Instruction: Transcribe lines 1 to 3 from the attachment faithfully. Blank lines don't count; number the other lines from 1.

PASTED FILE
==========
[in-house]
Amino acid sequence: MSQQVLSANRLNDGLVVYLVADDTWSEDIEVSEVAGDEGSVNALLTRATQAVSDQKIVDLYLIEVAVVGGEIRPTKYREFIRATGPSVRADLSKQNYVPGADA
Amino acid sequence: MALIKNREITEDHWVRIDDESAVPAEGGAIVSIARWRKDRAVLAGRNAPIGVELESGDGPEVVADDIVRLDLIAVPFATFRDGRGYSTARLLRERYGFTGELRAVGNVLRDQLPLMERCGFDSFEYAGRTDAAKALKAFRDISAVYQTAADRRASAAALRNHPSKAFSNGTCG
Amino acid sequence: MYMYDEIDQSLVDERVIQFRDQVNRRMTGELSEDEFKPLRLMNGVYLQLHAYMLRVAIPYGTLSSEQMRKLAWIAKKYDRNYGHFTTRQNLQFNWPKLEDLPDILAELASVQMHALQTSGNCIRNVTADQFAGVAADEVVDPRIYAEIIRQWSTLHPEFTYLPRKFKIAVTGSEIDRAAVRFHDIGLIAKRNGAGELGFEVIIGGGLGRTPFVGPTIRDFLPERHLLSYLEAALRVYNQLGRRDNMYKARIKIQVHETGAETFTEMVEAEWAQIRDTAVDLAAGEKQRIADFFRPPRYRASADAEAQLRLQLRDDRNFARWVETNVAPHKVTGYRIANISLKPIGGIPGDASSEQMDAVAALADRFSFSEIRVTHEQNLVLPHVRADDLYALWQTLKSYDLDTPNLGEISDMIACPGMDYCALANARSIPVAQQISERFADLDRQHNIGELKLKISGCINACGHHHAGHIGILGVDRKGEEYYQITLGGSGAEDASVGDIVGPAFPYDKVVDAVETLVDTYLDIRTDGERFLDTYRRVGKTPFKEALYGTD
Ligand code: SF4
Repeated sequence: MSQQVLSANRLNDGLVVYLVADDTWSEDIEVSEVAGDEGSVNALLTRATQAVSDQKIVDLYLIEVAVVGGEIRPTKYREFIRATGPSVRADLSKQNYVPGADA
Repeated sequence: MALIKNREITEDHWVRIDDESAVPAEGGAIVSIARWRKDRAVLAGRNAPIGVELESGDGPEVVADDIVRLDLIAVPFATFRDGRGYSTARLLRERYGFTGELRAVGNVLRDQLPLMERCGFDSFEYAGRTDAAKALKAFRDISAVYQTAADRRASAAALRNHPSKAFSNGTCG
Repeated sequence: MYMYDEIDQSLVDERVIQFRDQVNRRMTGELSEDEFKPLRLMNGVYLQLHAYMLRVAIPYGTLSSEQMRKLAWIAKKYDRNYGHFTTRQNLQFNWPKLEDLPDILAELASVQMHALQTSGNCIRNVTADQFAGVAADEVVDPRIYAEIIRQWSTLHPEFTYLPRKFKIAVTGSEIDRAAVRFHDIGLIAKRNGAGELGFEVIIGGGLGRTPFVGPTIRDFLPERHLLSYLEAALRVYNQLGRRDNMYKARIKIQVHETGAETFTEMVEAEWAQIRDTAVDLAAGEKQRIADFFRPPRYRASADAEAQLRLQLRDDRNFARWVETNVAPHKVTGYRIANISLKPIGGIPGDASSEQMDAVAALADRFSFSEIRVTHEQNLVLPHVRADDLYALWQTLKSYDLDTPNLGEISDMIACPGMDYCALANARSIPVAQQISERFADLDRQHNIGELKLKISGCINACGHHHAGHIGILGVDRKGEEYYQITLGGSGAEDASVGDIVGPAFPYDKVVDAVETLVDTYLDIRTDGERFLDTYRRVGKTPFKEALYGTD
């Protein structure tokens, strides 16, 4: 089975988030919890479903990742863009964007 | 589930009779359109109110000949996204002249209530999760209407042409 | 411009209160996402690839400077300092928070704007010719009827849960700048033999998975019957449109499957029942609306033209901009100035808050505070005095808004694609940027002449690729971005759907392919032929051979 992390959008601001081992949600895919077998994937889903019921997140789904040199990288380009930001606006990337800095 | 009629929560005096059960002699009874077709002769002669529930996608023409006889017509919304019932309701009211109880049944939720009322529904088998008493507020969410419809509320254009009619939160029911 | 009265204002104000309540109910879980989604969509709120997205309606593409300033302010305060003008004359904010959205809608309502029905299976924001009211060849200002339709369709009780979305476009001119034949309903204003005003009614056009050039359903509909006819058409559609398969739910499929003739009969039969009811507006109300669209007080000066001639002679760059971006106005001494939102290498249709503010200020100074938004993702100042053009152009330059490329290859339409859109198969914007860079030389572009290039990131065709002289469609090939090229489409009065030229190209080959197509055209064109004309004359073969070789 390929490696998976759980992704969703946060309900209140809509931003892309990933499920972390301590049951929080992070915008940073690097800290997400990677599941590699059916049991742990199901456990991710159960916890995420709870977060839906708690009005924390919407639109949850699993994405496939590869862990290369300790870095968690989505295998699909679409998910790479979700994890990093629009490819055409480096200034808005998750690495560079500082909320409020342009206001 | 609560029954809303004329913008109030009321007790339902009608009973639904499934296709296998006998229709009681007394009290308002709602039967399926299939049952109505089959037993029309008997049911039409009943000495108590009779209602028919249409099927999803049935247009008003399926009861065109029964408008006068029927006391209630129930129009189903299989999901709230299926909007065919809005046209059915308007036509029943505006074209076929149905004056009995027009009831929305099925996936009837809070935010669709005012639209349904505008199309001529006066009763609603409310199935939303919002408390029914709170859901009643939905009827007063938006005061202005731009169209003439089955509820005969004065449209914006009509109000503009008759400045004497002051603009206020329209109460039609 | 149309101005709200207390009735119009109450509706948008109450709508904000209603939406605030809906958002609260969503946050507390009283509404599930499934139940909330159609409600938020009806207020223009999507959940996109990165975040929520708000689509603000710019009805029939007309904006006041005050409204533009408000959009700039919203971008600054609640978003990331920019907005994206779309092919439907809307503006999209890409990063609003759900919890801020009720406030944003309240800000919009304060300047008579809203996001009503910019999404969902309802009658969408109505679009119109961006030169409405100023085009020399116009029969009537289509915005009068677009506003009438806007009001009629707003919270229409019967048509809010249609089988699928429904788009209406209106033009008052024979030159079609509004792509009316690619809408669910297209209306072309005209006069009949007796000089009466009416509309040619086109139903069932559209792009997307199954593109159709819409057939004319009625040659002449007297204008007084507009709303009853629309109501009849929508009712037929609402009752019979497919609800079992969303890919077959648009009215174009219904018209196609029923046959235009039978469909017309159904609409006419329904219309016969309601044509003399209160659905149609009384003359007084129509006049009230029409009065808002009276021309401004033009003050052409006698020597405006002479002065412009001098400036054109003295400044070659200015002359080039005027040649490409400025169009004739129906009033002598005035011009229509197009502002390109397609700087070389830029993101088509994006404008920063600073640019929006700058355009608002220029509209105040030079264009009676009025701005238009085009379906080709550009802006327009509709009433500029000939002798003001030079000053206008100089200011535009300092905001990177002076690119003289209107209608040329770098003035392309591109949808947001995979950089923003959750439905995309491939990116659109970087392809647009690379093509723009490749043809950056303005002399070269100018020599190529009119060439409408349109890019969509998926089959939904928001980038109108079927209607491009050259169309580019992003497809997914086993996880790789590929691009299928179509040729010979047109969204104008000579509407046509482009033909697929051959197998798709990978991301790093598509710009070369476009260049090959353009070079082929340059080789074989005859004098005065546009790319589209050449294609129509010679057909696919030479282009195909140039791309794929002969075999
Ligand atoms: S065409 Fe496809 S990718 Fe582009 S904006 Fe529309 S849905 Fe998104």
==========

[in-house]
Amino acid sequence: MSQQVLSANRLNDGLVVYLVADDTWSEDIEVSEVAGDEGSVNALLTRATQAVSDQKIVDLYLIEVAVVGGEIRPTKYREFIRATGPSVRADLSKQNYVPGADA
Amino acid sequence: MALIKNREITEDHWVRIDDESAVPAEGGAIVSIARWRKDRAVLAGRNAPIGVELESGDGPEVVADDIVRLDLIAVPFATFRDGRGYSTARLLRERYGFTGELRAVGNVLRDQLPLMERCGFDSFEYAGRTDAAKALKAFRDISAVYQTAADRRASAAALRNHPSKAFSNGTCG